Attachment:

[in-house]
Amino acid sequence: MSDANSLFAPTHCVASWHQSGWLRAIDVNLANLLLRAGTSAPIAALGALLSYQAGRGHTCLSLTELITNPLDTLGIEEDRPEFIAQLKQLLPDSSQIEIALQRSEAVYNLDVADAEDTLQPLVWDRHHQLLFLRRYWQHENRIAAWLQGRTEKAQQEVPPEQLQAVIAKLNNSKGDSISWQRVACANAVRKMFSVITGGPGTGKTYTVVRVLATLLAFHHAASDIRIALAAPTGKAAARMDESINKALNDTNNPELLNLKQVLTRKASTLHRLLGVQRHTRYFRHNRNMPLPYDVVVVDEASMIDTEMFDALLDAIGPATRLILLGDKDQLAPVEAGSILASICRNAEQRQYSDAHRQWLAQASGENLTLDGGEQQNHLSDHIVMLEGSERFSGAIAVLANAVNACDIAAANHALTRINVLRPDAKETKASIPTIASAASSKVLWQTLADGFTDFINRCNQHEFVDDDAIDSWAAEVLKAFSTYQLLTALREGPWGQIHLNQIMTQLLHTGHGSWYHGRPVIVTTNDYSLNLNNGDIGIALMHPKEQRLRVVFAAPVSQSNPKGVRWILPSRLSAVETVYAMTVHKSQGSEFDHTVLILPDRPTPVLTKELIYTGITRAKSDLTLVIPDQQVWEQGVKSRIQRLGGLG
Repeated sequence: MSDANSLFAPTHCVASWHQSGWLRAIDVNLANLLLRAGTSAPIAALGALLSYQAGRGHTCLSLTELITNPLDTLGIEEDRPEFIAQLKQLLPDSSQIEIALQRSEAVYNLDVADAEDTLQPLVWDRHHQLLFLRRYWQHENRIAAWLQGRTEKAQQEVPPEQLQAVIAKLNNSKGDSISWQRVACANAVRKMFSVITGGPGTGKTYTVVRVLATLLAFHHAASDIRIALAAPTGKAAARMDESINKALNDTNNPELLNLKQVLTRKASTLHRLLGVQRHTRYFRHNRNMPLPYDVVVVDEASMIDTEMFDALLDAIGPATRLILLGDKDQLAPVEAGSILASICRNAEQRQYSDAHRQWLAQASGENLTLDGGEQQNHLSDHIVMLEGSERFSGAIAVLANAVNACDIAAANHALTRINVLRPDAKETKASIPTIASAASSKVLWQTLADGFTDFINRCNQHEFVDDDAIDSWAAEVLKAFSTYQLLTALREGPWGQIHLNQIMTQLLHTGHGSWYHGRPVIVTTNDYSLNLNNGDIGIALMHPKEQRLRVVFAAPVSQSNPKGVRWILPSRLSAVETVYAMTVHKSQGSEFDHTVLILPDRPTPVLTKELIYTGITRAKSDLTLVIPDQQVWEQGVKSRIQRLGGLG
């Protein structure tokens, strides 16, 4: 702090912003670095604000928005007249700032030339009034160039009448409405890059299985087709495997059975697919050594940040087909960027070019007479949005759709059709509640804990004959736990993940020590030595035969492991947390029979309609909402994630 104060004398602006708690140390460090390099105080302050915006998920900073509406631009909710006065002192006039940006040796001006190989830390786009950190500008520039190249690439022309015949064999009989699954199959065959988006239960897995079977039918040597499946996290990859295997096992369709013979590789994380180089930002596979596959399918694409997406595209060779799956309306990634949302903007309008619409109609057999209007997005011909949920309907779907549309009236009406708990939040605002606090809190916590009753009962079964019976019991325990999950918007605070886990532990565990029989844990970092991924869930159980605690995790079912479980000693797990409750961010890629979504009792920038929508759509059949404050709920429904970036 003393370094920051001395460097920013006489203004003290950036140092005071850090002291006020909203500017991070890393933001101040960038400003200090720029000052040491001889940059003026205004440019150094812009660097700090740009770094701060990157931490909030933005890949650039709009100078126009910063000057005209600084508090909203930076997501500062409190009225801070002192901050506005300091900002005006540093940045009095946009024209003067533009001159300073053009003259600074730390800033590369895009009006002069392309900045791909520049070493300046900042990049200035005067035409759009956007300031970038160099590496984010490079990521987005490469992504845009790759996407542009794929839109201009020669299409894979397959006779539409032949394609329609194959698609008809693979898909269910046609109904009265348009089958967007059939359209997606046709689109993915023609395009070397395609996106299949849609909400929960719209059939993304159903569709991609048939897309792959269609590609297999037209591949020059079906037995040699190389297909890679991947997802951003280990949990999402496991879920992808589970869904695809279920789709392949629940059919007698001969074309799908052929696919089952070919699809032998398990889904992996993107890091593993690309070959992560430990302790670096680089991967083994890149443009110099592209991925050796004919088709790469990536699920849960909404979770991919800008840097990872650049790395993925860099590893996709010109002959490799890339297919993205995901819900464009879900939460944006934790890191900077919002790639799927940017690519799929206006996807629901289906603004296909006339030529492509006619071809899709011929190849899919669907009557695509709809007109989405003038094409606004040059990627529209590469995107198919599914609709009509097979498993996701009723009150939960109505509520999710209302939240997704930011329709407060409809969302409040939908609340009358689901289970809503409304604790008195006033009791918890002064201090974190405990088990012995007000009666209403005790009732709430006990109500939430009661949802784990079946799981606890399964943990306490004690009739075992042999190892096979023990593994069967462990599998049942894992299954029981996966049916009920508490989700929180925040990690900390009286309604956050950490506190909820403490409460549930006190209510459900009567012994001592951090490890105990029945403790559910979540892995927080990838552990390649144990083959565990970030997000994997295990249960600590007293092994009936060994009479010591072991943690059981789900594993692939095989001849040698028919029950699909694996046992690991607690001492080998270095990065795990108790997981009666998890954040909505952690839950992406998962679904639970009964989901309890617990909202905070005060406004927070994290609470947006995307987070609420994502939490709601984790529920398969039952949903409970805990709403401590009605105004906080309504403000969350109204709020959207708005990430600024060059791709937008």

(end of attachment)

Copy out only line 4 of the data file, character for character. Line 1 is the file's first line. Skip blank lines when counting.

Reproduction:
């Protein structure tokens, strides 16, 4: 702090912003670095604000928005007249700032030339009034160039009448409405890059299985087709495997059975697919050594940040087909960027070019007479949005759709059709509640804990004959736990993940020590030595035969492991947390029979309609909402994630 104060004398602006708690140390460090390099105080302050915006998920900073509406631009909710006065002192006039940006040796001006190989830390786009950190500008520039190249690439022309015949064999009989699954199959065959988006239960897995079977039918040597499946996290990859295997096992369709013979590789994380180089930002596979596959399918694409997406595209060779799956309306990634949302903007309008619409109609057999209007997005011909949920309907779907549309009236009406708990939040605002606090809190916590009753009962079964019976019991325990999950918007605070886990532990565990029989844990970092991924869930159980605690995790079912479980000693797990409750961010890629979504009792920038929508759509059949404050709920429904970036 003393370094920051001395460097920013006489203004003290950036140092005071850090002291006020909203500017991070890393933001101040960038400003200090720029000052040491001889940059003026205004440019150094812009660097700090740009770094701060990157931490909030933005890949650039709009100078126009910063000057005209600084508090909203930076997501500062409190009225801070002192901050506005300091900002005006540093940045009095946009024209003067533009001159300073053009003259600074730390800033590369895009009006002069392309900045791909520049070493300046900042990049200035005067035409759009956007300031970038160099590496984010490079990521987005490469992504845009790759996407542009794929839109201009020669299409894979397959006779539409032949394609329609194959698609008809693979898909269910046609109904009265348009089958967007059939359209997606046709689109993915023609395009070397395609996106299949849609909400929960719209059939993304159903569709991609048939897309792959269609590609297999037209591949020059079906037995040699190389297909890679991947997802951003280990949990999402496991879920992808589970869904695809279920789709392949629940059919007698001969074309799908052929696919089952070919699809032998398990889904992996993107890091593993690309070959992560430990302790670096680089991967083994890149443009110099592209991925050796004919088709790469990536699920849960909404979770991919800008840097990872650049790395993925860099590893996709010109002959490799890339297919993205995901819900464009879900939460944006934790890191900077919002790639799927940017690519799929206006996807629901289906603004296909006339030529492509006619071809899709011929190849899919669907009557695509709809007109989405003038094409606004040059990627529209590469995107198919599914609709009509097979498993996701009723009150939960109505509520999710209302939240997704930011329709407060409809969302409040939908609340009358689901289970809503409304604790008195006033009791918890002064201090974190405990088990012995007000009666209403005790009732709430006990109500939430009661949802784990079946799981606890399964943990306490004690009739075992042999190892096979023990593994069967462990599998049942894992299954029981996966049916009920508490989700929180925040990690900390009286309604956050950490506190909820403490409460549930006190209510459900009567012994001592951090490890105990029945403790559910979540892995927080990838552990390649144990083959565990970030997000994997295990249960600590007293092994009936060994009479010591072991943690059981789900594993692939095989001849040698028919029950699909694996046992690991607690001492080998270095990065795990108790997981009666998890954040909505952690839950992406998962679904639970009964989901309890617990909202905070005060406004927070994290609470947006995307987070609420994502939490709601984790529920398969039952949903409970805990709403401590009605105004906080309504403000969350109204709020959207708005990430600024060059791709937008």